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33 minutes ago, ChrisL said:

@Razors Edge makes a good point in it doesn’t hurt to look. More options are better than less options.  It also seems you have your family high on the priority list with weekends off.  Can that be accommodated elsewhere? You never know until you look.

I know it seems like ages from now but in the near future your kids will be out living their lives and you will have more flexibility.  For the next 5-6 years it may be worth staying in a situation that works for you/family and ride it out. 

Believe me, that is a huge part of why I stay.  I plan on being here another 5 years and then I am out anyways.    

Everyone brings up some great points.  Thanks!

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This is a tough call and I have been in your shoes. In 2002 we chose family over money by staying here. We knew the schools our kids were in and the neighborhood we are in. I was not ready to uproot them from school just to maintain my income. 
In 2011, our kids were just finishing school when it would have been better financially for us to move for WoW’s career. That time we stayed because our(especially my) parents needed help. 
This time we are at a split 50/50 of moving closer to some family and moving away from others. If the interview today pans out, I will see a significant pay increase. My current employer will be in a bind, but I have been under compensated for a while. It’s time for a change. 
It’s your call. I don’t regret the path I took but it’s different for everyone 

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8 minutes ago, Parr8hed said:

Believe me, that is a huge part of why I stay.  I plan on being here another 5 years and then I am out anyways.    

Everyone brings up some great points.  Thanks!

Yeah - you DO have a family, so safer is better in many regards.  My perspective is different due to the no kids, no real responsibilities angle, but kids require a level of safety that I don't have to meet.

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2 hours ago, Parr8hed said:

Is it time to jump off the sinking ship?

I would suggest not looking at individual pieces of information (i.e. my manager left) but patterns and trends (i.e. 50% of senior management left).  It's not so much what is happening today as what's been happening over time that gives you an indication of a company's direction.

Lots of new management means lots of old senior management left, unless the company has greatly expanded. Why did they leave, and do the reasons for senior managers leaving apply to you?

It's something easy for outsiders to see, but employees are so caught up in the day to day they miss the proverbial forest looking at the trees.

Example: I worked for smaller manufacturing company that had $32 million dollars in reserve.  Doesn't sound bad, except their annual 'burn rate' for spending was $33 million.  That combined with most senior management taking their stock options and leaving, entry level management getting laid off, the remaining employees getting tasked with greater workload without added compensation - and I was out the door heading to another job.

That company is still in business, remarkably, but if I hadn't got laid off I might still be there, but I wouldn't be making anywhere close to my current salary.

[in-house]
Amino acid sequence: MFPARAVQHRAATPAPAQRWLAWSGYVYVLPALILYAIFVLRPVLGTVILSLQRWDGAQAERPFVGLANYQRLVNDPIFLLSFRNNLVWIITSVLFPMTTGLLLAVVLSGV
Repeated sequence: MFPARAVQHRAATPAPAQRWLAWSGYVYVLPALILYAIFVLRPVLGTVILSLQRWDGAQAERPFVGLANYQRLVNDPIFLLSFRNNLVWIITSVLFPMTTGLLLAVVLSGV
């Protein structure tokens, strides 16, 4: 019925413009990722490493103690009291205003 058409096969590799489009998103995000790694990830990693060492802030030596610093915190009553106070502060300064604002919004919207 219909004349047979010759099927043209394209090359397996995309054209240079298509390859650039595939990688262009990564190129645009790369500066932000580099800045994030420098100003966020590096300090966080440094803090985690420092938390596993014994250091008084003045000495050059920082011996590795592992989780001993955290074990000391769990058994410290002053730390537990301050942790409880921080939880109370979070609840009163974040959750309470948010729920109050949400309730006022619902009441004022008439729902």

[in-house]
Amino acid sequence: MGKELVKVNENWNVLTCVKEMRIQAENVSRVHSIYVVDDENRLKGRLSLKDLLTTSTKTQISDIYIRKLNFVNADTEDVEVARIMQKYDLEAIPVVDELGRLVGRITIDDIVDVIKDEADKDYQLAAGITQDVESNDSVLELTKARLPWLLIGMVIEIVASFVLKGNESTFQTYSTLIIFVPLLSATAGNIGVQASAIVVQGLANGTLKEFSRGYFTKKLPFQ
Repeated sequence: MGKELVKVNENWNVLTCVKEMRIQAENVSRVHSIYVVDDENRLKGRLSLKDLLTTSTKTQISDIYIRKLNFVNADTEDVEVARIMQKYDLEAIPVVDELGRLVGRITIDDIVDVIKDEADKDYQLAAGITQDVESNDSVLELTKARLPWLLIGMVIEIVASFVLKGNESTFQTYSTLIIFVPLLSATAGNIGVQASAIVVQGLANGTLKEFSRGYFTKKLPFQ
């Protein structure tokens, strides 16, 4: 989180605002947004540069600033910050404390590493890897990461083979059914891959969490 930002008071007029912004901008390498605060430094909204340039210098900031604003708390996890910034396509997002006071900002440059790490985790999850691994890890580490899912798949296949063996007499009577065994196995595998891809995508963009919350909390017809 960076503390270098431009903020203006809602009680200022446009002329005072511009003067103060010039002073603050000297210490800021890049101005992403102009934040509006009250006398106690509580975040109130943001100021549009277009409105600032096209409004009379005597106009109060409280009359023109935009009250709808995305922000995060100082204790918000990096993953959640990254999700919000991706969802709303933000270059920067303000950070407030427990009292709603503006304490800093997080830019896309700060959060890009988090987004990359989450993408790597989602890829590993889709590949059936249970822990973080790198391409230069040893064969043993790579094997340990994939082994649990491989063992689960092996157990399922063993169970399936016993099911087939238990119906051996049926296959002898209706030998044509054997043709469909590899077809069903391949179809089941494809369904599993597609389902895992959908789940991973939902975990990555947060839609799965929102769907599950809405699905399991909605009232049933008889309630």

There are no hard answers to your question.  That being said, sometimes the best way to get the answer to a fuzzy question is not to look for your answer in hard data.  Look, as I suggested, in the long term patterns and trends.  You probably won't get that definite answer (and you likely never will), but you can get a good sense of what's going on - a sense that will trigger your intuition.  Don't undersell that intuition.

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38 minutes ago, MoseySusan said:

I hear putting the squeeze on deadbeats for one of their kidneys is good money. You could probably have a lot of control of your schedule, but you’d have to work night… :whistle:

Now that you mention it, aren't the Chinese or the Russians (or maybe Saudis??) always looking for folks to do those bathtub kidney operations? You know, the ones where they knock you out at a hotel, and you wake up in a tub full of ice with a note that they took your kidneys so you better call 911???

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3 hours ago, Parr8hed said:

My employer is a big Nation wide conglomerate.  By all practical thought they are fairly safe.  Here locally we have some new management.  Lots of issues.  a  lot of long time employees have left.  Staffing is an issue (as it is with lots of places nowadays).  

I have wondered if it is still safe?  Are staffing levels adequate?  Lots of new employees?  Do I trust the new management?  Is it time to jump off the sinking ship?  Or stay and be part of the crew that rights the distressed vessel?  

Decisions....

That's tough.  Are there benefits, retirement, etc., that get lost or diminish if you leave before a certain number of years?

Our high school system got worse and worse from the time the 2000's began. I went from 120 students/year to 170 and I taught ALL lab classes that required a lot of set-up.  At that time, they pretty much did away with the Senior Aide system when kids who had plenty of credits to spare could do a period where they assisted a teacher.  Mine helped set-up labs.

Almost every veteran teacher wanted out - but we were stuck in that job.

The state retirement pension is back-ended: it's based on your final (highest) pay x a percentage based on number of years worked.  Also, the near-Cadillac BCBS retiree health insurance that becomes Medicare Supplemental at 65 is 75% subsidized by the school system but ONLY if you spent your last 20 years in that school system.

When I walked down the halls of the school in my final year, other teachers would smile at me and shake one, two, or three fingers at me to show how many years they had before they would retire.